An Elegant Arbitrage Play Beckons Investors. But Can They Catch It?

Real estate’s alluring valuation gap.

David Paul Morris/Bloomberg

David Paul Morris/Bloomberg

A yawning valuation gap exists between public and private real estate at the moment, and investors are jostling to take advantage.

With few properties changing hands in the last few months, asset managers including BlackRock, Legal & General, Schroders, and UBS have created waiting lists to redeem money or suspended investor cash-outs altogether. They have also cut distributions from their private real estate funds.

Managers that can’t — or won’t — sell assets can’t meet redemptions.

At the same time, publicly traded real estate investment trusts (REITs) reflected the pandemic-prompted market crash almost immediately in their pricing. Public investors also benefited from REITs’ access to equity, debt, and other capital sources that private funds haven’t had.

“There is an allocation opportunity for private core property fund and private REIT investors that should be highlighted. Many funds have had to put up their redemption gates or have significant redemption queues because the funds’ underlying retail properties are illiquid,” said Joe Harvey, president of Cohen & Steers, which manages REITs, infrastructure, and other real assets.

Harvey explained that if a fund hasn’t suspended redemptions, investors should sell at net asset value before private values decline, then reallocate to the public markets where mark-downs have already occurred.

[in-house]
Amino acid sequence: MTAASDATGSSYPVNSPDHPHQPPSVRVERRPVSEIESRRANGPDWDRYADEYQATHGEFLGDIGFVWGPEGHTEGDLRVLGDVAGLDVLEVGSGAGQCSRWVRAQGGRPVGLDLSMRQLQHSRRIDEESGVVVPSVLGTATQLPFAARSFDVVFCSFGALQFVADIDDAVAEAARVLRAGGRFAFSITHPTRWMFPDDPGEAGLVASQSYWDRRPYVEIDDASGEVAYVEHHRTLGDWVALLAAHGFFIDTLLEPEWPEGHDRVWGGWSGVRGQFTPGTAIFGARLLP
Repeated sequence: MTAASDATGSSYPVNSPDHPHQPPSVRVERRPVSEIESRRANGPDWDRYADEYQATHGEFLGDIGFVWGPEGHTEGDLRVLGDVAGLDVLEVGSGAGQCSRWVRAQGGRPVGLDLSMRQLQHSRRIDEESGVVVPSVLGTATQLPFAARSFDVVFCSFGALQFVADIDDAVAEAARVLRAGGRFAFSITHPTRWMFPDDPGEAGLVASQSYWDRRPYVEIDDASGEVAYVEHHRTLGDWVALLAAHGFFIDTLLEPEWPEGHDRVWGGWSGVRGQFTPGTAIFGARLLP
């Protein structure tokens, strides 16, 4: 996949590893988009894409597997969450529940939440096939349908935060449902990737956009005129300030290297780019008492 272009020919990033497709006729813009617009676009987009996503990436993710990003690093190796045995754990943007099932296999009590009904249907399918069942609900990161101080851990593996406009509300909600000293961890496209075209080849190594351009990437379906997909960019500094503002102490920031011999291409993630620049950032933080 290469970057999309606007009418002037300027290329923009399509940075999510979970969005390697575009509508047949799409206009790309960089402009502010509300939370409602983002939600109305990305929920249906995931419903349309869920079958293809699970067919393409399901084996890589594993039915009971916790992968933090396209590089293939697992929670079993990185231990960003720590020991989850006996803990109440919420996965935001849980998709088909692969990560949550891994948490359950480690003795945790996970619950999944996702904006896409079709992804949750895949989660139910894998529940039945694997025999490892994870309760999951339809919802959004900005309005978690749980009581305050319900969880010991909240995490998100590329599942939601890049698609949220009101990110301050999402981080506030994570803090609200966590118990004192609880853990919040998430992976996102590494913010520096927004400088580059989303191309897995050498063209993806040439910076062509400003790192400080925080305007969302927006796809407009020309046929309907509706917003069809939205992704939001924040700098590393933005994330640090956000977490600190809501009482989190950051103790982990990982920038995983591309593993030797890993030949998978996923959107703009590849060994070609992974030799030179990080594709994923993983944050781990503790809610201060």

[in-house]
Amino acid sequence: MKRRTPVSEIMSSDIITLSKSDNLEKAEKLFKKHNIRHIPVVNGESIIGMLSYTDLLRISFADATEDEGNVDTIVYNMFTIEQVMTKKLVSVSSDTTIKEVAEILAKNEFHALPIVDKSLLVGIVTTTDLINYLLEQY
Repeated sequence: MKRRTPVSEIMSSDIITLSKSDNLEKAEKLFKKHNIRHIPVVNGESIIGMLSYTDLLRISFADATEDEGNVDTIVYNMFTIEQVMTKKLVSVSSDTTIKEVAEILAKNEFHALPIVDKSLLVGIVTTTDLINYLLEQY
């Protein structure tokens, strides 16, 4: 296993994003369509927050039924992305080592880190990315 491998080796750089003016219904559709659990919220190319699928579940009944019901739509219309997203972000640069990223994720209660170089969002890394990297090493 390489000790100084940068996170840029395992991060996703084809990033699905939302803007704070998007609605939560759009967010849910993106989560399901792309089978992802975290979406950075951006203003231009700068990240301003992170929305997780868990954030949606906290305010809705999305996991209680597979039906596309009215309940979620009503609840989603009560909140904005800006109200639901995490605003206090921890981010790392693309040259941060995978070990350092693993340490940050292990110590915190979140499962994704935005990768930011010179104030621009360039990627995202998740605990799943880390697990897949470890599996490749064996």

“Even before the pandemic, there wasn’t a lot of liquidity in the retail property sector. So fast forward to the pandemic, now property markets are freezing up because of liquidity and valuation uncertainty. If a fund can’t calculate its NAV with confidence, it can’t facilitate redemptions without legal risk,” added Harvey.

Investors in private markets funds, whether private equity or infrastructure, deal with valuation opaquity, but the issue is most stark in real estate where there is a publicly traded option. Private real estate funds also generally offer quarterly or even monthly redemptions, whereas other private funds lock up capital for 7 to 10 years.

“These crisis periods put some of the structural differences between public REITs and private real estate into stark relief,” said John Worth, executive vice president of research at NAREIT, a trade group for public real estate companies. “First and foremost, is liquidity. REITs are fully liquid, there are no redemption queues.”

“We see REIT prices immediately reflect property valuations. Those are only reflected with a lengthy lag and a great deal of smoothing on the private side,” he said.

Worth is a professional REIT booster of course. But he pointed out that that during the last global financial crisis, the valuations of private real estate funds eventually aligned with their public counterparts. “After about a year or year and a half, private valuations caught up with what happened nearly immediately in the REIT market,” he said.

In March, the all equity REIT index fell by 18.7 percent, after losing 7 percent in February.

[II Deep Dive: Watch REITs to See How Data Explosion Is Changing Investing]

One institutional investor in real estate, who declined to be named because of the sensitivity over moving money out of private real estate funds, said REITs at this point are trading at discounts to NAV.

“They also are going to be more resilient going forward, given their access to capital and other advantages,” he said. The investor added that the current situation is reminiscent of what happened in 2008. With some funds gated, investors turned to funds that stayed open for redemptions. “Funds that gated ticked off investors. Funds that didn’t gate gained good will.”